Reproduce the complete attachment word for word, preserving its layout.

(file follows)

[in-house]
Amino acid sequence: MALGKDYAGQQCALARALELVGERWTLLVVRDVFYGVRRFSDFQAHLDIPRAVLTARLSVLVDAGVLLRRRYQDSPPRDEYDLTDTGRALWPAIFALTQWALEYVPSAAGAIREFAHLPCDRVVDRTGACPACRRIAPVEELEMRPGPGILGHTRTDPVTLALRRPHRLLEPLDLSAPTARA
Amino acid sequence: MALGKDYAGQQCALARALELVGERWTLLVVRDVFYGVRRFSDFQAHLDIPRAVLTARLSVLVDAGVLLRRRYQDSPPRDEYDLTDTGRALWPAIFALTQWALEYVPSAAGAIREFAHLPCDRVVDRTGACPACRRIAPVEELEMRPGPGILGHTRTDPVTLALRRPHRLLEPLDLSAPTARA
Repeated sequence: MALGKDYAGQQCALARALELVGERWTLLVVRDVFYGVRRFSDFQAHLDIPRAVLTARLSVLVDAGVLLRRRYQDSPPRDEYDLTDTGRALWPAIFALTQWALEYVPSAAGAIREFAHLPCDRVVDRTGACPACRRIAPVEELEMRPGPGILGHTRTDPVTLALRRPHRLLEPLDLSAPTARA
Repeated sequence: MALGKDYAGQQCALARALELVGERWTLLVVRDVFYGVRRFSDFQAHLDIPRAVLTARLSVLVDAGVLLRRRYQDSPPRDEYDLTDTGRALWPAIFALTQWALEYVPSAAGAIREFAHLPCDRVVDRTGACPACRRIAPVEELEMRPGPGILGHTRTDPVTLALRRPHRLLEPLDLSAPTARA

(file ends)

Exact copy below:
[in-house]
Amino acid sequence: MALGKDYAGQQCALARALELVGERWTLLVVRDVFYGVRRFSDFQAHLDIPRAVLTARLSVLVDAGVLLRRRYQDSPPRDEYDLTDTGRALWPAIFALTQWALEYVPSAAGAIREFAHLPCDRVVDRTGACPACRRIAPVEELEMRPGPGILGHTRTDPVTLALRRPHRLLEPLDLSAPTARA
Amino acid sequence: MALGKDYAGQQCALARALELVGERWTLLVVRDVFYGVRRFSDFQAHLDIPRAVLTARLSVLVDAGVLLRRRYQDSPPRDEYDLTDTGRALWPAIFALTQWALEYVPSAAGAIREFAHLPCDRVVDRTGACPACRRIAPVEELEMRPGPGILGHTRTDPVTLALRRPHRLLEPLDLSAPTARA
Repeated sequence: MALGKDYAGQQCALARALELVGERWTLLVVRDVFYGVRRFSDFQAHLDIPRAVLTARLSVLVDAGVLLRRRYQDSPPRDEYDLTDTGRALWPAIFALTQWALEYVPSAAGAIREFAHLPCDRVVDRTGACPACRRIAPVEELEMRPGPGILGHTRTDPVTLALRRPHRLLEPLDLSAPTARA
Repeated sequence: MALGKDYAGQQCALARALELVGERWTLLVVRDVFYGVRRFSDFQAHLDIPRAVLTARLSVLVDAGVLLRRRYQDSPPRDEYDLTDTGRALWPAIFALTQWALEYVPSAAGAIREFAHLPCDRVVDRTGACPACRRIAPVEELEMRPGPGILGHTRTDPVTLALRRPHRLLEPLDLSAPTARA